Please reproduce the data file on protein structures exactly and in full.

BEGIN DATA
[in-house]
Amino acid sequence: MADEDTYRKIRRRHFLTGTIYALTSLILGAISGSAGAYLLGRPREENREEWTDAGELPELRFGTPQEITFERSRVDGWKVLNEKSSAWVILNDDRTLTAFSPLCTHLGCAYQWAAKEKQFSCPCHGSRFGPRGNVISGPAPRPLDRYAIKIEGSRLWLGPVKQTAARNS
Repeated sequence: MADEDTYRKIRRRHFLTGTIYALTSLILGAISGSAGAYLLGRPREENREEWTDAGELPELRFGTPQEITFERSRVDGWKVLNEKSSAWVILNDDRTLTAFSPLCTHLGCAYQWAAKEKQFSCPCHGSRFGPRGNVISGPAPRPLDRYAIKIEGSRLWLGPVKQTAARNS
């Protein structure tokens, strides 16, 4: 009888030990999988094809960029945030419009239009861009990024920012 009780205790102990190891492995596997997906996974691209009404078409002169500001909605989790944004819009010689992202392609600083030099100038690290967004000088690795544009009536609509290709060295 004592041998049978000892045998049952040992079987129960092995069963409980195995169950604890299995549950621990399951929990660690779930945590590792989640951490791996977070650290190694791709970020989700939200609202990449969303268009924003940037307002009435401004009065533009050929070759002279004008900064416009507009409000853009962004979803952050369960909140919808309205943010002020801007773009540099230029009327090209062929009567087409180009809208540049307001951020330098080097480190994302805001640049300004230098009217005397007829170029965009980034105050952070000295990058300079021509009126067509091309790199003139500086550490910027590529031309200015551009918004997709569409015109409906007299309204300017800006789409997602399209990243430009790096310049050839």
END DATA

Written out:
[in-house]
Amino acid sequence: MADEDTYRKIRRRHFLTGTIYALTSLILGAISGSAGAYLLGRPREENREEWTDAGELPELRFGTPQEITFERSRVDGWKVLNEKSSAWVILNDDRTLTAFSPLCTHLGCAYQWAAKEKQFSCPCHGSRFGPRGNVISGPAPRPLDRYAIKIEGSRLWLGPVKQTAARNS
Repeated sequence: MADEDTYRKIRRRHFLTGTIYALTSLILGAISGSAGAYLLGRPREENREEWTDAGELPELRFGTPQEITFERSRVDGWKVLNEKSSAWVILNDDRTLTAFSPLCTHLGCAYQWAAKEKQFSCPCHGSRFGPRGNVISGPAPRPLDRYAIKIEGSRLWLGPVKQTAARNS
């Protein structure tokens, strides 16, 4: 009888030990999988094809960029945030419009239009861009990024920012 009780205790102990190891492995596997997906996974691209009404078409002169500001909605989790944004819009010689992202392609600083030099100038690290967004000088690795544009009536609509290709060295 004592041998049978000892045998049952040992079987129960092995069963409980195995169950604890299995549950621990399951929990660690779930945590590792989640951490791996977070650290190694791709970020989700939200609202990449969303268009924003940037307002009435401004009065533009050929070759002279004008900064416009507009409000853009962004979803952050369960909140919808309205943010002020801007773009540099230029009327090209062929009567087409180009809208540049307001951020330098080097480190994302805001640049300004230098009217005397007829170029965009980034105050952070000295990058300079021509009126067509091309790199003139500086550490910027590529031309200015551009918004997709569409015109409906007299309204300017800006789409997602399209990243430009790096310049050839």